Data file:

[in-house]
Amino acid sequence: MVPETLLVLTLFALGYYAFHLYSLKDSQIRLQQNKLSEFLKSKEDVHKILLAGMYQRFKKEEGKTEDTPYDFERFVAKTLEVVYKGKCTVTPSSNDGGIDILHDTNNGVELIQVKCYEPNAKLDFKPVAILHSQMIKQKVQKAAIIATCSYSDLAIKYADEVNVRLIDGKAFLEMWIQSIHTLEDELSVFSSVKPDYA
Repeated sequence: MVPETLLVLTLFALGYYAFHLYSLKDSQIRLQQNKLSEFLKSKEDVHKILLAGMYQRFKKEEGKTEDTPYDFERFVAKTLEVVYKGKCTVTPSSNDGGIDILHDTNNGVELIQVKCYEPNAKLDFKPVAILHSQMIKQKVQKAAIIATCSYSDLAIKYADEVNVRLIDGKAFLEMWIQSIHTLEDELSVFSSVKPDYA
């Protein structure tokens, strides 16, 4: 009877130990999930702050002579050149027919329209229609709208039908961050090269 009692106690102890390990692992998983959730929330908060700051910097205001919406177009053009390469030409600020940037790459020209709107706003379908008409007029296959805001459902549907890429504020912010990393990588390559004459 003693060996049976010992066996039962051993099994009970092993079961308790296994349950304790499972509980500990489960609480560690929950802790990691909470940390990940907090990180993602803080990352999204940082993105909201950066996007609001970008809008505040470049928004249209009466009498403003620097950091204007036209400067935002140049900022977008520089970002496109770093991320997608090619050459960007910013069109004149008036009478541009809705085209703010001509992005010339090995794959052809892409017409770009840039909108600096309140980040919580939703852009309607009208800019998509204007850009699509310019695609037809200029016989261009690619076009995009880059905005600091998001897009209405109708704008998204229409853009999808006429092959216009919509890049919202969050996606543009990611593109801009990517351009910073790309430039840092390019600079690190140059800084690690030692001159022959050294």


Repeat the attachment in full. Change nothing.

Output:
[in-house]
Amino acid sequence: MVPETLLVLTLFALGYYAFHLYSLKDSQIRLQQNKLSEFLKSKEDVHKILLAGMYQRFKKEEGKTEDTPYDFERFVAKTLEVVYKGKCTVTPSSNDGGIDILHDTNNGVELIQVKCYEPNAKLDFKPVAILHSQMIKQKVQKAAIIATCSYSDLAIKYADEVNVRLIDGKAFLEMWIQSIHTLEDELSVFSSVKPDYA
Repeated sequence: MVPETLLVLTLFALGYYAFHLYSLKDSQIRLQQNKLSEFLKSKEDVHKILLAGMYQRFKKEEGKTEDTPYDFERFVAKTLEVVYKGKCTVTPSSNDGGIDILHDTNNGVELIQVKCYEPNAKLDFKPVAILHSQMIKQKVQKAAIIATCSYSDLAIKYADEVNVRLIDGKAFLEMWIQSIHTLEDELSVFSSVKPDYA
């Protein structure tokens, strides 16, 4: 009877130990999930702050002579050149027919329209229609709208039908961050090269 009692106690102890390990692992998983959730929330908060700051910097205001919406177009053009390469030409600020940037790459020209709107706003379908008409007029296959805001459902549907890429504020912010990393990588390559004459 003693060996049976010992066996039962051993099994009970092993079961308790296994349950304790499972509980500990489960609480560690929950802790990691909470940390990940907090990180993602803080990352999204940082993105909201950066996007609001970008809008505040470049928004249209009466009498403003620097950091204007036209400067935002140049900022977008520089970002496109770093991320997608090619050459960007910013069109004149008036009478541009809705085209703010001509992005010339090995794959052809892409017409770009840039909108600096309140980040919580939703852009309607009208800019998509204007850009699509310019695609037809200029016989261009690619076009995009880059905005600091998001897009209405109708704008998204229409853009999808006429092959216009919509890049919202969050996606543009990611593109801009990517351009910073790309430039840092390019600079690190140059800084690690030692001159022959050294």